Mung Bean Stew

2 Min Read

Mung beans and chapati

Mung beans (also known as green grams) are some of my favorite legumes. I have eaten mung beans since my childhood and I don’t usually let more than a couple of months go by without eating them. They are a great source of protein and fiber, and although we consider it a Kenyan dish, it is originally an Indian dish.


  • 1 cup whole dry mung beans
  • 2 teaspoons olive oil
  • 1 teaspoon turmeric
  • 1/2 teaspoon cayenne
  • 1 medium onion, finely sliced
  • 1-inch piece of ginger, grated or finely chopped
  • 1 large tomato, diced
  • 1 teaspoon sea salt, or to taste
  • 1/2 cup coarsely grated carrots
  • 1/4 cup fresh parsley or cilantro, chopped
  • 1 cup coconut milk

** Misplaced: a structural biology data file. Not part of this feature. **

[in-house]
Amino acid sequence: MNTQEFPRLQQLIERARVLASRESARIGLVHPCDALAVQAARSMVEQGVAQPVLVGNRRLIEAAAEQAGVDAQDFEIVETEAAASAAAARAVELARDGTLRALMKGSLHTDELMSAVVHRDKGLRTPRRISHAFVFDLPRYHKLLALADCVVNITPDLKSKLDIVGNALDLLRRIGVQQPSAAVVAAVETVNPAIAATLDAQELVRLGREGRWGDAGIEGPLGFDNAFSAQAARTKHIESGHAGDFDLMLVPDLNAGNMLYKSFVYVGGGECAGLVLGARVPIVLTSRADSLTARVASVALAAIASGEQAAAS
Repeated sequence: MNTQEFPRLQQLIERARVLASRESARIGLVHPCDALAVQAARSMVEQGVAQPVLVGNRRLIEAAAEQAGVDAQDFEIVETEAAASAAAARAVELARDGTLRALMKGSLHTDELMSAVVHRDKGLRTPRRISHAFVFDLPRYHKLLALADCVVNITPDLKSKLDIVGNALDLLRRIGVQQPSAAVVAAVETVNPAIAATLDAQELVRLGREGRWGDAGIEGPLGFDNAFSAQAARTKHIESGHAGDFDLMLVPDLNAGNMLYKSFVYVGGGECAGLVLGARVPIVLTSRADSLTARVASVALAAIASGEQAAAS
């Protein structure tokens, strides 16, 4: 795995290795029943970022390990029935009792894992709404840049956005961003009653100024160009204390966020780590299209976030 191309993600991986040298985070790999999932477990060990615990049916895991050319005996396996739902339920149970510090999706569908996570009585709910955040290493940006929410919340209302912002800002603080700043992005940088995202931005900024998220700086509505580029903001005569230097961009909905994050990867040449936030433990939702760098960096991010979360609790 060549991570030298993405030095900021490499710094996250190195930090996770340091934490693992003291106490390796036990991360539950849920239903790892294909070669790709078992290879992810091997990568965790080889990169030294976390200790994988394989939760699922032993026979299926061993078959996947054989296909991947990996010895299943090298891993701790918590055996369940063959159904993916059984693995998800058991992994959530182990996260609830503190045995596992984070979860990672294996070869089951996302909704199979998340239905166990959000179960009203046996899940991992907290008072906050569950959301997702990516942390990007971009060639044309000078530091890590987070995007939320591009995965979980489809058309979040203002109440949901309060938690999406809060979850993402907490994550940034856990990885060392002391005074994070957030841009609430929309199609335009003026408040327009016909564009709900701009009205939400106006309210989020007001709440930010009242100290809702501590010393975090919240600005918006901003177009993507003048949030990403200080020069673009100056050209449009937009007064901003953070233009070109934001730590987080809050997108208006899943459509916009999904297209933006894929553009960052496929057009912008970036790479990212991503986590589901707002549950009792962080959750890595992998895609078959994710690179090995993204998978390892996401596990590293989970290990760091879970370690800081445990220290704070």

• Rinse the mung beans under cold running water and place in a bowl. Cover with several inches of cold water and soak for 6 hours or overnight. Drain, rinse, and set aside.
  • Heat the olive oil in a large pot over medium heat. Add the ground spices, stir for about 15 seconds, and then add the onion and ginger to the pan. Fry until the onion begins to brown.
  • Add the mung beans and and 1 1/2 cups of water to the pot. Bring to a boil, immediately reduce the heat and simmer, partially covered until the beans are just tender, about 20-30 minutes. Add more water if necessary just to keep the beans covered.
  • Now add the tomato, grated carrots and salt. Simmer for another 15-20 minutes or until the beans are soft and the liquid is mostly absorbed. Taste for seasoning, then stir in the parsley and coconut milk near the end of the cooking time. Serve hot with fresh cooked rice or Indian flatbreads.
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